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State of New Jersey v. Furman

A-4507-01T3 (N.J. Super. App. Div. 2003) (Unpublished)

ZONING; ORDINANCES—When used as the basis for a criminal or quasi-criminal charge, a zoning ordinances is to be strictly construed against the State.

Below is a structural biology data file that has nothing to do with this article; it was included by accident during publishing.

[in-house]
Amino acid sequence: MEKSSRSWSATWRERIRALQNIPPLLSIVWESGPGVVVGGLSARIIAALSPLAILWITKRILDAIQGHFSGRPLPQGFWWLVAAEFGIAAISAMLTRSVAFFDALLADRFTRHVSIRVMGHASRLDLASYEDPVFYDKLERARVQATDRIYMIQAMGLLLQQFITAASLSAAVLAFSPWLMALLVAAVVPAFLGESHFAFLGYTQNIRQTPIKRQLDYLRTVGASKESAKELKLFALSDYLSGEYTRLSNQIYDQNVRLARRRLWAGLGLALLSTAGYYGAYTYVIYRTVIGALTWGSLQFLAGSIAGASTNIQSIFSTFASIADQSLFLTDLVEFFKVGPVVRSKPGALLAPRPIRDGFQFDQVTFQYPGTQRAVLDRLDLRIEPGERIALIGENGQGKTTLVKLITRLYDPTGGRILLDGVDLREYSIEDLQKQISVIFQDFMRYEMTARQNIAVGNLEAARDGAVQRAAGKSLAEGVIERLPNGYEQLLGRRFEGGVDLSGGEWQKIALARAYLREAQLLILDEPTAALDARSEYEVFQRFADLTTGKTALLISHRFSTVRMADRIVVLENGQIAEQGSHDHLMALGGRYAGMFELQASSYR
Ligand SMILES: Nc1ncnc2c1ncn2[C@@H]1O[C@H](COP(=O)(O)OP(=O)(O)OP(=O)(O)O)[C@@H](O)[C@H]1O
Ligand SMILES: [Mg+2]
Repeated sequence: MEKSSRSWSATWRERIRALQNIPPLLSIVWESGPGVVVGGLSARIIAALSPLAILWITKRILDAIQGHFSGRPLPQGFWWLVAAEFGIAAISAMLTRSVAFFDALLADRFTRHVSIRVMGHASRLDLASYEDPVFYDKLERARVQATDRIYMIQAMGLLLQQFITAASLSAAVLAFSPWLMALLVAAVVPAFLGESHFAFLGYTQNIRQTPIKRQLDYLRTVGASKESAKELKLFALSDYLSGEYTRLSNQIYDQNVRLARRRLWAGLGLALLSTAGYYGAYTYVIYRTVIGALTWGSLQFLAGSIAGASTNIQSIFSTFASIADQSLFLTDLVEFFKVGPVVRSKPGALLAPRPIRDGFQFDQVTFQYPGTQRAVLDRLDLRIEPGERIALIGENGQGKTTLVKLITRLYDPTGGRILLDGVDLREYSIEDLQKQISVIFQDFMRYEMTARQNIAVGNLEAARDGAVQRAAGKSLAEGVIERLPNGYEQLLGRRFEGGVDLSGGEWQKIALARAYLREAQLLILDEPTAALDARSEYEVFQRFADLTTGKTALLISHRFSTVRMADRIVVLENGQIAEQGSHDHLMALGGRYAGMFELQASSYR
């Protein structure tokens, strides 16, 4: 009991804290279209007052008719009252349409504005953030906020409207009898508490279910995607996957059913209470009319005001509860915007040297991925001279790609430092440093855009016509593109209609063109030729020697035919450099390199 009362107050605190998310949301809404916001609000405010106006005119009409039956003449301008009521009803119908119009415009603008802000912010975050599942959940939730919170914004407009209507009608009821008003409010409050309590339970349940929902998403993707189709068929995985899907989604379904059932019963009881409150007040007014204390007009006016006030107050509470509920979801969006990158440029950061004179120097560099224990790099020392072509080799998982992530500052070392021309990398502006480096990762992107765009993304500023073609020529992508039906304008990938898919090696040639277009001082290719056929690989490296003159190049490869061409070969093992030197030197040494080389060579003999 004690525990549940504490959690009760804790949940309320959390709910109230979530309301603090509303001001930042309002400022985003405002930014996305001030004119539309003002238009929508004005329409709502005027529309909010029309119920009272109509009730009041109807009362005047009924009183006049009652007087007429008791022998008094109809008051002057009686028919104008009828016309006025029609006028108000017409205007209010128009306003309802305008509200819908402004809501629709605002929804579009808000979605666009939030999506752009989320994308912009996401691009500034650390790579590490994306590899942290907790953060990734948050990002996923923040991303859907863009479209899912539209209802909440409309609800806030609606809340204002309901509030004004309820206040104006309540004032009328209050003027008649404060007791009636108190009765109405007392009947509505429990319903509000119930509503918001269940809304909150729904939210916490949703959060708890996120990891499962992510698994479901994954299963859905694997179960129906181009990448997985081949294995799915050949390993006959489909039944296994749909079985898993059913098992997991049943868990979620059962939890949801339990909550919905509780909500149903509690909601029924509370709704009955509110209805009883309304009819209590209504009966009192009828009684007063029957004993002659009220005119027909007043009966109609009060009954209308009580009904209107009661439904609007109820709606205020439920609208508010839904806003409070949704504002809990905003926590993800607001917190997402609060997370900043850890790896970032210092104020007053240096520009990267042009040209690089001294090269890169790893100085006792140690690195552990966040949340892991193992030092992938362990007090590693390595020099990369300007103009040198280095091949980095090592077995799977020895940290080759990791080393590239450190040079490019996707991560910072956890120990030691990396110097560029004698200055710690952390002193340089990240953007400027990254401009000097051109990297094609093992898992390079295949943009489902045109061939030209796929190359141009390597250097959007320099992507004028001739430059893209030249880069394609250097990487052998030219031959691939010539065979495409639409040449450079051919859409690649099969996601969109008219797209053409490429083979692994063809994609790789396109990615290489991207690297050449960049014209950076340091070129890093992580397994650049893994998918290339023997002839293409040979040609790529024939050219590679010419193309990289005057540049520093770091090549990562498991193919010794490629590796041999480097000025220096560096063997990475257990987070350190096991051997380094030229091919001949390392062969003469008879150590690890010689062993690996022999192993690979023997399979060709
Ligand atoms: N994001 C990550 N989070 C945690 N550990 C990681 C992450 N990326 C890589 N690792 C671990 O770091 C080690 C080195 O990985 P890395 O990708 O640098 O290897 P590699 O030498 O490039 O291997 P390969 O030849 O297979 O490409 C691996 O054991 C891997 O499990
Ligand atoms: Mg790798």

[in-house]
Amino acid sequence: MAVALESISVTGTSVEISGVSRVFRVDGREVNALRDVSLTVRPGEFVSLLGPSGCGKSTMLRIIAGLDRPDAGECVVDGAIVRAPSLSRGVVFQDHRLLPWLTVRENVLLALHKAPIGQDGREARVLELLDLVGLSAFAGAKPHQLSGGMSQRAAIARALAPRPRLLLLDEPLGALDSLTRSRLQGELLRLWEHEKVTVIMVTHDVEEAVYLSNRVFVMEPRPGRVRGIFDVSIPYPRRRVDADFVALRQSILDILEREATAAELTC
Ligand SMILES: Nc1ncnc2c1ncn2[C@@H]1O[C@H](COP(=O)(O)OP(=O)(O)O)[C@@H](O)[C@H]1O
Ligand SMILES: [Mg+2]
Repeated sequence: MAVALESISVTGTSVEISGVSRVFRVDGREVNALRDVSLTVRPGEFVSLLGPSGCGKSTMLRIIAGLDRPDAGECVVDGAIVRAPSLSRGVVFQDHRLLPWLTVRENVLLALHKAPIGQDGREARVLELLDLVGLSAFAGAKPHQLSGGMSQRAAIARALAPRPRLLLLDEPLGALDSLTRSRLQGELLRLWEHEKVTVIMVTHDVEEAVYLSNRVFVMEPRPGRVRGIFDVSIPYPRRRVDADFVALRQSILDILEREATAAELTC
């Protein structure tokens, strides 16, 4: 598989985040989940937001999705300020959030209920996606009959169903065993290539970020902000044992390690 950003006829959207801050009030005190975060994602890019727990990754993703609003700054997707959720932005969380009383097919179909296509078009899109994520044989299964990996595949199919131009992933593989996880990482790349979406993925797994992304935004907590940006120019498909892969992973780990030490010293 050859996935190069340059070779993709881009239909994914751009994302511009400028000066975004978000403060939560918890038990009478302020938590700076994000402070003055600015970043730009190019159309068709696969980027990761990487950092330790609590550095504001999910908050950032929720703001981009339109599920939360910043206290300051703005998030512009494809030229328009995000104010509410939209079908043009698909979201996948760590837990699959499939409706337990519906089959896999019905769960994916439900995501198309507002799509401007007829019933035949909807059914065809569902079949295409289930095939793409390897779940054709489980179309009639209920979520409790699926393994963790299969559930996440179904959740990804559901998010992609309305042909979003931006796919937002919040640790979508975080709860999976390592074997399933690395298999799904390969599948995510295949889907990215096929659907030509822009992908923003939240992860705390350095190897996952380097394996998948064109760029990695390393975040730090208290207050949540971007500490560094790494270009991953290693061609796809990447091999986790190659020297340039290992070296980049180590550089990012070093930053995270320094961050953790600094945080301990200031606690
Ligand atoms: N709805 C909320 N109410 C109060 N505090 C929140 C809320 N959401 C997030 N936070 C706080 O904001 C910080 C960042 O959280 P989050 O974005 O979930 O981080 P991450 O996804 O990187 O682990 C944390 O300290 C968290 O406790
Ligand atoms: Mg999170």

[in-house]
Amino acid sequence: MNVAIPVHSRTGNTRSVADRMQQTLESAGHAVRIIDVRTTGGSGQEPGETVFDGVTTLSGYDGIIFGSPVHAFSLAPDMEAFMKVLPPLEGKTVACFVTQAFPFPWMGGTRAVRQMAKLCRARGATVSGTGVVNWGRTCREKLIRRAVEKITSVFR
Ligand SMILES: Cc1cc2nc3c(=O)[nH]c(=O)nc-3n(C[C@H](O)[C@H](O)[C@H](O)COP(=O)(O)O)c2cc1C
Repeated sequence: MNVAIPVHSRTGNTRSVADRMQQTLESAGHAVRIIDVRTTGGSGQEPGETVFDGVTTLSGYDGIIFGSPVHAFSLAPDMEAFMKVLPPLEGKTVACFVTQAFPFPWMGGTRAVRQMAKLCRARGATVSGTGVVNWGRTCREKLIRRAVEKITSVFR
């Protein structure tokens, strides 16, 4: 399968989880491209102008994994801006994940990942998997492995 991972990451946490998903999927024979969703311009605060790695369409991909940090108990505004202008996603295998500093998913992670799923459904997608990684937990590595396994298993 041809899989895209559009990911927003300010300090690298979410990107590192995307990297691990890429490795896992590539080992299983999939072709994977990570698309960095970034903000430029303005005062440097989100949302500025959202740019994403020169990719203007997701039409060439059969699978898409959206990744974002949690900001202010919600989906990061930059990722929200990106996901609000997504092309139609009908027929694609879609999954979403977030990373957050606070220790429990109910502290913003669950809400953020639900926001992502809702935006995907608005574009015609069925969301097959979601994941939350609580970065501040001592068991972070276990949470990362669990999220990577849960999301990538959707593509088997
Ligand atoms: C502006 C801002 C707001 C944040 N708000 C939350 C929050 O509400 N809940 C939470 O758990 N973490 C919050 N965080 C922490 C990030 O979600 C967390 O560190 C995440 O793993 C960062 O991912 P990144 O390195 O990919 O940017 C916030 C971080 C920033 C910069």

A store owner began to display sheds, gazebos, and other outdoor furniture in an area outside his store. The zoning ordinance prohibited auctions or outdoor sales. The owner was cited by the municipality for violating the ordinance and entered into a plea agreement. As part of the plea agreement, the owner entered into a consent order in which he agreed only to display hardware items outside his store, to display them only during normal business hours, and to store the items inside his store at night. Nevertheless, the owner left sheds and gazebos outside of his store at night. The owner claimed they were not being left outside for display, but rather, they were stored outside pending delivery to his customers. The municipal judge determined that it was a violation of the consent order. The store owner appealed. The lower court believed the owner’s claim that the sheds were not being left outside for display, but only for storage pending delivery to customers. However, the lower court determined that because the consent order did not distinguish between displaying items for sale or storing items outside, the owner was guilty of violating the consent order. The lower court imposed the same sanctions as the municipal court. The owner appealed. The Appellate Division reversed. It rejected the lower court’s interpretation of the law. It found that the lower court treated the case as a land use case instead of a quasi-criminal case. Since it is a quasi-criminal case, the owner was entitled to have the statute construed strictly against the state. Since the ordinance did not prohibit the storage of items outside the store, only the display of items for sale, the owner did not violate the ordinance. The consent order was not material because the store owner could not, by consent order, create an offense that would subject him to criminal penalties if he violated it.


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